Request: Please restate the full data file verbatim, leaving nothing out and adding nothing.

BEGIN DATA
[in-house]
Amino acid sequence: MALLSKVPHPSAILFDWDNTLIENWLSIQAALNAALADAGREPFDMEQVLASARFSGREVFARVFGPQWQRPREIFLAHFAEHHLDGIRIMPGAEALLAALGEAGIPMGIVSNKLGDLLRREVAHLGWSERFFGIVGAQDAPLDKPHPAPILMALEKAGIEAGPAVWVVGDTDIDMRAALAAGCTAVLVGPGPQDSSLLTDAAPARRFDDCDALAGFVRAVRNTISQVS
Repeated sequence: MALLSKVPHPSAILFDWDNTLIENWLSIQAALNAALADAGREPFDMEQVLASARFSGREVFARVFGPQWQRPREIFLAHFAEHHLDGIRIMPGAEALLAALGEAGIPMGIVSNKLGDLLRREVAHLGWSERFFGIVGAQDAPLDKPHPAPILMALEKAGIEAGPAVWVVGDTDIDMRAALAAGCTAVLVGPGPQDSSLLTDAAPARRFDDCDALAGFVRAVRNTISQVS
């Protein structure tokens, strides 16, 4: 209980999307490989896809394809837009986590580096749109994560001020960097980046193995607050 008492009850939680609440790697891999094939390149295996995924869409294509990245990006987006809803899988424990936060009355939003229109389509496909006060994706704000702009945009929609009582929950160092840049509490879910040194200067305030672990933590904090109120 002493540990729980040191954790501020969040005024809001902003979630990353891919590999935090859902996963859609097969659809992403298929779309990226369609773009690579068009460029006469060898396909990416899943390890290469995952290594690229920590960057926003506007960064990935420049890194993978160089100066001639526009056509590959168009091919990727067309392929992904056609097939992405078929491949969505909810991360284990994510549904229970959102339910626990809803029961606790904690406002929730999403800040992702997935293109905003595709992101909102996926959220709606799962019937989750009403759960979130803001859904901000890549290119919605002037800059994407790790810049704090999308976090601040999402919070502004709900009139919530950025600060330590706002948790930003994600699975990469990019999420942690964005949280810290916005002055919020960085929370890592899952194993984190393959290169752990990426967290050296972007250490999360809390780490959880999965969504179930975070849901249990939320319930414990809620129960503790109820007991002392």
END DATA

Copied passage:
[in-house]
Amino acid sequence: MALLSKVPHPSAILFDWDNTLIENWLSIQAALNAALADAGREPFDMEQVLASARFSGREVFARVFGPQWQRPREIFLAHFAEHHLDGIRIMPGAEALLAALGEAGIPMGIVSNKLGDLLRREVAHLGWSERFFGIVGAQDAPLDKPHPAPILMALEKAGIEAGPAVWVVGDTDIDMRAALAAGCTAVLVGPGPQDSSLLTDAAPARRFDDCDALAGFVRAVRNTISQVS
Repeated sequence: MALLSKVPHPSAILFDWDNTLIENWLSIQAALNAALADAGREPFDMEQVLASARFSGREVFARVFGPQWQRPREIFLAHFAEHHLDGIRIMPGAEALLAALGEAGIPMGIVSNKLGDLLRREVAHLGWSERFFGIVGAQDAPLDKPHPAPILMALEKAGIEAGPAVWVVGDTDIDMRAALAAGCTAVLVGPGPQDSSLLTDAAPARRFDDCDALAGFVRAVRNTISQVS
């Protein structure tokens, strides 16, 4: 209980999307490989896809394809837009986590580096749109994560001020960097980046193995607050 008492009850939680609440790697891999094939390149295996995924869409294509990245990006987006809803899988424990936060009355939003229109389509496909006060994706704000702009945009929609009582929950160092840049509490879910040194200067305030672990933590904090109120 002493540990729980040191954790501020969040005024809001902003979630990353891919590999935090859902996963859609097969659809992403298929779309990226369609773009690579068009460029006469060898396909990416899943390890290469995952290594690229920590960057926003506007960064990935420049890194993978160089100066001639526009056509590959168009091919990727067309392929992904056609097939992405078929491949969505909810991360284990994510549904229970959102339910626990809803029961606790904690406002929730999403800040992702997935293109905003595709992101909102996926959220709606799962019937989750009403759960979130803001859904901000890549290119919605002037800059994407790790810049704090999308976090601040999402919070502004709900009139919530950025600060330590706002948790930003994600699975990469990019999420942690964005949280810290916005002055919020960085929370890592899952194993984190393959290169752990990426967290050296972007250490999360809390780490959880999965969504179930975070849901249990939320319930414990809620129960503790109820007991002392």